LUFTHANSA’S chief executive has refused to say what the airline knew about the mental health of the co-pilot suspected of deliberately destroying plane which crashed in the Alps last week.
Lufthansa CEO Carsten Spohr and the head of its low-cost airline Germanwings, Thomas Winkelmann, were visiting the crash area amid mounting questions about how much the airlines knew about co-pilot Andreas Lubitz’s psychological state and why they have not released more information about it.
The two men lay flowers and then stood silently facing a stone monument to the plane’s 150 victims.
The monument looks toward the mountains where the Germanwings A320 crashed and shattered into thousands of pieces on March 24 and bears a memorial message in German, Spanish, French and English.
Mr Spohr said the airline is “learning more every day” about what might have led to the crash but “it will take a long, long time to understand how this could happen”.
He then deflected questions from reporters at the site in Seyne-les-Alpes, and drove away.
After listening to the plane’s voice data recorder, investigators believe Lubitz intentionally crashed the plane.
Lufthansa acknowledged yesterday that it knew Lubitz had suffered from an episode of “severe depression” before he finished his flight training at the German airline, but that he has passed all his medical checks since.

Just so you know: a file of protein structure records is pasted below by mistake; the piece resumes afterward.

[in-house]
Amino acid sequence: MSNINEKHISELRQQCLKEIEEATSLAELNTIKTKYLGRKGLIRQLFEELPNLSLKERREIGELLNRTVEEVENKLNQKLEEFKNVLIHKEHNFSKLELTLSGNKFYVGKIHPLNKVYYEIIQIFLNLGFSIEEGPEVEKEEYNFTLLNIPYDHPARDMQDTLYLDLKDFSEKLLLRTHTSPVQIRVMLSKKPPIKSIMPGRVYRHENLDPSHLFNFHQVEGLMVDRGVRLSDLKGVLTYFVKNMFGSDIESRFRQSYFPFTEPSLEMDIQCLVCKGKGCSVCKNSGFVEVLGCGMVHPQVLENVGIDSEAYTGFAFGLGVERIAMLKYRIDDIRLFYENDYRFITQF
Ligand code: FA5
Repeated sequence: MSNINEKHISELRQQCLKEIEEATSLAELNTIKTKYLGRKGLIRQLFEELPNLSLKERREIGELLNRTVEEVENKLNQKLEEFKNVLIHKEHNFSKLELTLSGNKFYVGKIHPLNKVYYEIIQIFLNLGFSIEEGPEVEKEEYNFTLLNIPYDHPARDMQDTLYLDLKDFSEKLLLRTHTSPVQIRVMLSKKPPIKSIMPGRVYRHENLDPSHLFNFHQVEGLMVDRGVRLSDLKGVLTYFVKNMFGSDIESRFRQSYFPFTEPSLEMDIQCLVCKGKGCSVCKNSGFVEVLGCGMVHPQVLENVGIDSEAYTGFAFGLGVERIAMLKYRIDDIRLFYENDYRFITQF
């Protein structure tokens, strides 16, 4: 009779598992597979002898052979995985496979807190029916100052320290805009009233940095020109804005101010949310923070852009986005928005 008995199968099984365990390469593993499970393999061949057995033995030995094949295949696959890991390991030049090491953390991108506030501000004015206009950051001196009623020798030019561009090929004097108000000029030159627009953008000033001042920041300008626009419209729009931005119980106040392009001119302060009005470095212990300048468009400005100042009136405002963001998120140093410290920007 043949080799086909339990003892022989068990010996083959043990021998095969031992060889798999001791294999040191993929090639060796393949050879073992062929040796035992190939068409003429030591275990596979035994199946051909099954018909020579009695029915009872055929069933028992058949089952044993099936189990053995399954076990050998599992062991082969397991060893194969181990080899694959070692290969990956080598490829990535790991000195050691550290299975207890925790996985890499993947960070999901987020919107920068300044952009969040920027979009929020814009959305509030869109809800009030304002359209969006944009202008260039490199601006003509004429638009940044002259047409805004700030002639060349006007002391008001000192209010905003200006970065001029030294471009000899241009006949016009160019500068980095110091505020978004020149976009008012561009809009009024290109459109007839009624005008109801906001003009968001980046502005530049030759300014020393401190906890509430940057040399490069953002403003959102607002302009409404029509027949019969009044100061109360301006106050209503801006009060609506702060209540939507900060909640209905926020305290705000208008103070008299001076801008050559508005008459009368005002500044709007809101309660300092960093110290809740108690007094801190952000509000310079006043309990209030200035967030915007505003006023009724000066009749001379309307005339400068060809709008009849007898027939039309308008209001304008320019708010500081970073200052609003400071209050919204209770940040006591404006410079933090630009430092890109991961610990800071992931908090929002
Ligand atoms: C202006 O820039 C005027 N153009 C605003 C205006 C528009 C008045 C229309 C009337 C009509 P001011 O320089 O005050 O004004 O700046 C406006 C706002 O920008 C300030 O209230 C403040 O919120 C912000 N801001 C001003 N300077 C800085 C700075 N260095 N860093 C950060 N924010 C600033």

German prosecutors say Lubitz’s medical records from before he received his pilot’s licence referred to “suicidal tendencies”, but visits to doctors since then showed no record of any suicidal tendencies or aggression against others.
The revelations intensify questions about how much Lufthansa and its insurers will pay in damages for the passengers who died - and about how thoroughly the aviation industry and government regulators screen pilots for psychological problems.
At the crash site today, authorities said they have finished collecting human remains.
“(We) will continue looking for bodies, but at the crash site there are no longer any visible remains,” said Lieutenant Colonel Jean-Marc Menichini.
Lieutenant Luc Poussel said all that’s left are “belongings and pieces of metal”.
Officials at France’s national criminal laboratory near Paris say it will take a few months for the painstaking identification process to be complete and for the remains to be returned to the families.
New images of the recovery operation show investigators tugging out large, mangled pieces of the plane: tyres, sections of the plane with several twisted windows and what looks like a piece of the orange-painted tail.
Questions persisted today about reports in the German daily newspaper Bild and the French magazine Paris Match about a video they say was taken by someone inside the cabin of the doomed plane shortly before it crashed.
The publications say their reporters were shown the video, which they said was found on a memory chip that could have come from a mobile phone.
Marseille prosecutor Brice Robin, who is overseeing the French criminal investigation into the crash, told The Associated Press that investigators had found no such video.
But in a statement, he left open the possibility that such video had been found but not given to authorities.
“In the hypothesis that someone is in possession of such a video, he or she should submit it immediately to investigators,” he said.